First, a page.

Williams Racing has unveiled its 2021 Formula 1 car, the FW34B, sporting a significantly altered livery.
Last year’s FW34 bore an elegant white and navy blue livery, dropping the red from its colour scheme following the team’s split with its former sponsor Rokit.
White and blue remain the prominent colours on this year’s FW34B, but Williams has added flashes of yellow. This is in tribute to both its new owners Dorilton Capital and to its title-winning blue, white and yellow cars from the 80s and 90s.
In stark contrast to those glory days, the 2020 season was a third consecutive last place finish for Williams. The team failed to score a point, despite the FW43 being a considerable improvement from the 2019 car on which it was based.
Dorilton will be keen to progress over the next few seasons but, as reinforced by the new livery, they are also determined to capture the spirit of the team’s past.
It’s tempting to think that the FW34B will offer only marginal improvement, given that all the teams have had to carry over their 2020 chassis. However, despite the restrictions put in place for this season ahead of F1’s revamp in 2022, this year is still the start of a new era for Williams.
The team has appointed a new CEO, Jost Capito, as part of a clear statement of intent by new owners Dorilton. Meanwhile, Simon Roberts continues in his role as Team Principal, which he has held since the departure of Frank and Claire Williams last September.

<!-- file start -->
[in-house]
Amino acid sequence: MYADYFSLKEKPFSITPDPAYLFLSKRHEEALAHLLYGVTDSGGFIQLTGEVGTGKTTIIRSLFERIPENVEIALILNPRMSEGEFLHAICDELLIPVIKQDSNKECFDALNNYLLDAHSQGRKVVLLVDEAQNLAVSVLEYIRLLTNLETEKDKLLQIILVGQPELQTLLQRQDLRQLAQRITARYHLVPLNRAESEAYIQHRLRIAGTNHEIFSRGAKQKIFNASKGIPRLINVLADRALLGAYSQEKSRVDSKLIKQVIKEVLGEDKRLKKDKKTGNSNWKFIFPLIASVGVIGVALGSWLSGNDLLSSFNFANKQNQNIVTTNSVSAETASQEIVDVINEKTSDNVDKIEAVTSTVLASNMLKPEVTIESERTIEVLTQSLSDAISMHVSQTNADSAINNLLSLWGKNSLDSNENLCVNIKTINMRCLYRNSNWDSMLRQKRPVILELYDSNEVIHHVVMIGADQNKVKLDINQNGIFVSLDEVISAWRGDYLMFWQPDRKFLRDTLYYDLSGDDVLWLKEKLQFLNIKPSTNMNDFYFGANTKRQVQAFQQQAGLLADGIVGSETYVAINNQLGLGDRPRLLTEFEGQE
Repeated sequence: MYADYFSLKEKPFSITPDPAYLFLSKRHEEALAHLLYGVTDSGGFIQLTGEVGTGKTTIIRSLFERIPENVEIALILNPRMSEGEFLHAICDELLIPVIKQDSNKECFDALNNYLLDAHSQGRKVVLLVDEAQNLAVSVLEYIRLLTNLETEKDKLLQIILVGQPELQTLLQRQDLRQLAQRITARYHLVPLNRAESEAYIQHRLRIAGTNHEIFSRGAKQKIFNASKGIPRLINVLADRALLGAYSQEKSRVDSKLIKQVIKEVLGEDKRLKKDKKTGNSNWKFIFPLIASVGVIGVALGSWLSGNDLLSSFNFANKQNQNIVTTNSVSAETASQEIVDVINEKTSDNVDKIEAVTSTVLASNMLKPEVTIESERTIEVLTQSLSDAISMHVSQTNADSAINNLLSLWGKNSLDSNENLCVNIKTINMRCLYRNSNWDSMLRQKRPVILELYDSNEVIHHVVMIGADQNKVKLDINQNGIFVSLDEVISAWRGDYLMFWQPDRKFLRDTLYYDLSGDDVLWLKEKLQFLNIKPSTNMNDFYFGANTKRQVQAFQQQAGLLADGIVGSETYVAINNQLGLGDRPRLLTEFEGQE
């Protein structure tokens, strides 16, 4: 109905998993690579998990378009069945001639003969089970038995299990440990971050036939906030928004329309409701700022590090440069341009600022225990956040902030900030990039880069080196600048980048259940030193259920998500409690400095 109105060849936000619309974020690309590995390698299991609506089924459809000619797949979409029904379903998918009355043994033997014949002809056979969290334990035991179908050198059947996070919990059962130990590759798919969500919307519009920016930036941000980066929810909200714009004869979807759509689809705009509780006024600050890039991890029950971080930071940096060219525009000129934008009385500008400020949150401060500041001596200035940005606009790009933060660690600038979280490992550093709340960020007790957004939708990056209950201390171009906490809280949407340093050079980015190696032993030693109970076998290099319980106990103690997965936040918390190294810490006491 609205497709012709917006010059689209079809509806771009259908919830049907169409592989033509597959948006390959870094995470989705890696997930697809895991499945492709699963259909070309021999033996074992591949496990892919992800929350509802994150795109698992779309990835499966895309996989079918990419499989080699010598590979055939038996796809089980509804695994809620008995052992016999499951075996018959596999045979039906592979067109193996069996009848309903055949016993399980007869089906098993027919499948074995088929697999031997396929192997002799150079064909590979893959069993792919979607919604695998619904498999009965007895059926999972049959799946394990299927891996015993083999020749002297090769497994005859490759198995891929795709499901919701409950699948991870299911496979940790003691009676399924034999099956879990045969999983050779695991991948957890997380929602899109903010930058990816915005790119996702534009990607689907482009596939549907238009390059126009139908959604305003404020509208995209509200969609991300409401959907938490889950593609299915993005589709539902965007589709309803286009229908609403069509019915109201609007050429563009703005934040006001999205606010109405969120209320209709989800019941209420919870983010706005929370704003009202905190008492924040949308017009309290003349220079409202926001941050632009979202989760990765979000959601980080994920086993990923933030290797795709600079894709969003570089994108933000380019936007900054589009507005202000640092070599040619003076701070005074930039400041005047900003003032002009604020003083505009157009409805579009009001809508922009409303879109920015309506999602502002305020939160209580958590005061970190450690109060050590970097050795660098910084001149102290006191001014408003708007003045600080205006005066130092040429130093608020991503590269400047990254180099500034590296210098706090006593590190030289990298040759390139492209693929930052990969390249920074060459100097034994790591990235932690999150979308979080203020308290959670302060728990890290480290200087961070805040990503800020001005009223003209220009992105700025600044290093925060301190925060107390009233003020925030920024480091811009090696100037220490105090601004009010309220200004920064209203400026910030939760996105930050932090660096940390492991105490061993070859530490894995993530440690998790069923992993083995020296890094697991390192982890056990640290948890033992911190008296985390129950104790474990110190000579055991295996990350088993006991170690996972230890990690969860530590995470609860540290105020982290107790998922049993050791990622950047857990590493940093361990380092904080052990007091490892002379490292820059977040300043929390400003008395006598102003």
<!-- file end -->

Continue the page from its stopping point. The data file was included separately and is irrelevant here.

I spoke with Claire earlier this year to discuss the handing over of the team to Dorilton Capital: “I think they [Dorilton] are realistic people, they understand what it is going to take to take Williams back to where we all want to see it.
“It felt to me that they had a lot of integrity and they understood the legacy of Williams and they had a huge amount of respect for that and I appreciated it. We just spoke the same language and that was important to me.”
Dorilton has also brought the experience of 2009 world champion Jenson Button to the Williams team. Having raced for them as a 20-year-old rookie in 2000, Button now returns to the family in a senior advisory role.
“Obviously the Williams family isn’t running it anymore,” said Claire. “But as with any sports team I think, not least at Williams, it has a very family atmosphere within the team and I think that Dorilton appreciated that and respected it and was looking to maintain it.”
These changes are all part of Dorilton’s plan to build upon Williams’s heritage and enhance its long-term prospects. As for the short-term, the new FW34B will predominantly be a copy of last year’s car. In preparation for the 2022 regulations, the alterations that teams are allowed to make to their cars have been limited. Nonetheless, the Williams team will hope to see signs that they are accelerating in the right direction.
Under this season’s restrictions, F1 gave each team two development tokens to spend on components. Team Principal Roberts revealed that Williams spent one of its tokens last year on an undisclosed smaller item. With only one more left to spend, the team has opted not to make further modifications to the FW43B. However, Roberts highlighted that there are substantial differences to its predecessor, most notably that this car seems to be considerably lighter.
The results of Williams’ expanded technical collaboration with Mercedes won’t start to appear until 2022, when the team takes on the Mercedes gearbox and rear end. In the meantime, the team can enjoy a striking new livery and the conspicuous talents of George Russell for this year, while we all wait to see what the future holds for F1 in 2022 and beyond.